In an attempt to organize the 148 pages of my great-grandmother's manuscript, I began going through it paragraph by paragraph, highlighting every mention of work. Thankfully one of my cousins had transcribed our great-grandmother's handwritten life story into a Word document. In the margins of the Word document I wrote baking, cleaning, doing laundry, etc., so I could find what I was looking for when I wanted to mention that particular task in my story.
There are many versions of the children's nursery rhyme, “Here We Go ‘Round the Mulberry Bush." The one I recall describes the tasks women in the past performed on certain days of the week. "This is the way we wash our clothes," for example. Using the typical Monday--laundry, Tuesday--ironing, pattern, I decided to write Never Done in seven parts—each part representing one day of the week and its related chore.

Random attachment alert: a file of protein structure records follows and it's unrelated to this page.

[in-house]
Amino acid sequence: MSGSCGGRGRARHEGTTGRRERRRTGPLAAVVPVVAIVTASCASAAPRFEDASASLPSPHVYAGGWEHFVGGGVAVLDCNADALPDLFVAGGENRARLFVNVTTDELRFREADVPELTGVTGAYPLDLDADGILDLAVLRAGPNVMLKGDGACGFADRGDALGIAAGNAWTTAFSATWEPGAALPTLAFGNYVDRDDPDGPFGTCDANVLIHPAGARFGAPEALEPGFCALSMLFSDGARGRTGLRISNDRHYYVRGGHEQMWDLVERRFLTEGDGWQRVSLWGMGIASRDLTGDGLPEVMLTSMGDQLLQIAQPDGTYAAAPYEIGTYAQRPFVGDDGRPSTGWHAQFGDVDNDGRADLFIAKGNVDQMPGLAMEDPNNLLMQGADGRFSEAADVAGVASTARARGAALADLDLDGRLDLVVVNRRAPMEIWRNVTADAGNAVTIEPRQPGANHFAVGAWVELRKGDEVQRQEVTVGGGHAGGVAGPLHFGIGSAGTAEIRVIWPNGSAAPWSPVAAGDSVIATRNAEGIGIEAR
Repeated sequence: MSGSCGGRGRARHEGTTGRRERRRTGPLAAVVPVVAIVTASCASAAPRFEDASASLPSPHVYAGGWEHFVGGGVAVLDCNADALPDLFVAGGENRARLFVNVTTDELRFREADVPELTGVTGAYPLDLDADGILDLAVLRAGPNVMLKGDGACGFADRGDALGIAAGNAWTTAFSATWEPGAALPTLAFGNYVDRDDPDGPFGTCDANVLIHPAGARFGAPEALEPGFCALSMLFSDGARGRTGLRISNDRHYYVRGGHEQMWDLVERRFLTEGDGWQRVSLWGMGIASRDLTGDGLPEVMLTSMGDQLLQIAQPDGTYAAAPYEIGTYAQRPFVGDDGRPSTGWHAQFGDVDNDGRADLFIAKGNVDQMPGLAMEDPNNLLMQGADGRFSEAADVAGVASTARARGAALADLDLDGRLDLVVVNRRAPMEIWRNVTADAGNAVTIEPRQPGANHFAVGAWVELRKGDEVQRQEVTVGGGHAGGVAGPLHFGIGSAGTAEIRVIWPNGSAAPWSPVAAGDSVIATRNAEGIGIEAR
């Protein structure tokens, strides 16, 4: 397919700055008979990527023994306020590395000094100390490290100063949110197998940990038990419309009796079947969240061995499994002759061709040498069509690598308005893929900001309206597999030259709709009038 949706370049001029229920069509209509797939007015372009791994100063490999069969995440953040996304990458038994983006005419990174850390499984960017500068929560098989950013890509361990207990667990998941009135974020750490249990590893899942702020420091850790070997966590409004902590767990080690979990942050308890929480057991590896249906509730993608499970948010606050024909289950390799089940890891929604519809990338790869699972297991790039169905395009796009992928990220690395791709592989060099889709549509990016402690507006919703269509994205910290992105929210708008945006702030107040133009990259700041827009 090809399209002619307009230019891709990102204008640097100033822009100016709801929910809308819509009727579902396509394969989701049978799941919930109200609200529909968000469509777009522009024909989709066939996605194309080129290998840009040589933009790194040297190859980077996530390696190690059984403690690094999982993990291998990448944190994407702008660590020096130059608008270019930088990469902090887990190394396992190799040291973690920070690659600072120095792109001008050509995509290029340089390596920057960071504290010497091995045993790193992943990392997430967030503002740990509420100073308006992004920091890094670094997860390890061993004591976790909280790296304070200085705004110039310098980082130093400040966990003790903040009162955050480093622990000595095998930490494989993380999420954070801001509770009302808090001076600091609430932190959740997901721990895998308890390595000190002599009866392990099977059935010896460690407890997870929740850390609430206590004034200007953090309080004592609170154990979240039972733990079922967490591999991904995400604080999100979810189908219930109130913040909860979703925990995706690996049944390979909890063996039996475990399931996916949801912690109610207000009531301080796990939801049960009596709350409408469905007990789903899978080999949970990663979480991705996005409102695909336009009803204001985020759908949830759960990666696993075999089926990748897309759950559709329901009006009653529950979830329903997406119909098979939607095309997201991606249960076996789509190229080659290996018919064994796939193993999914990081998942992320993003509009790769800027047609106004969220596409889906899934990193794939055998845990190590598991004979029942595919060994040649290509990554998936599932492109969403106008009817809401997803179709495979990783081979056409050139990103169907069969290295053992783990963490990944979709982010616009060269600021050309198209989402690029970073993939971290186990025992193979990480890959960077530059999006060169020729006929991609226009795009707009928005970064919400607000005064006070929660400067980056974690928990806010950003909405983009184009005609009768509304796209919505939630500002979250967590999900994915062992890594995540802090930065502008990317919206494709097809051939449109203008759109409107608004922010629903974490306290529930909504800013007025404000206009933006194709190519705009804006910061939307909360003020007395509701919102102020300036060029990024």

So I created seven Word documents, naming them Monday thru Sunday. Then I went back through my margin notes and transferred the work incidents into the appropriate document of the week. Later, as my novel came together, I revised the names of the parts to reflect both the daily task and what takes place in the story during that part. The appropriate workday is mentioned somewhere during each part of my story, but only as background or as the setting for a scene.
That method of organizing my story was appropriate for Monday through Saturday, but in the past, Americans considered Sunday to be a day of rest. My great-grandmother never seemed to rest, so in part VII, I wrote about the devastating effects of Spanish flu on her life, as well as the people of Colorado, and named it "No Rest."
Part I: “Cowboys and Clotheslines”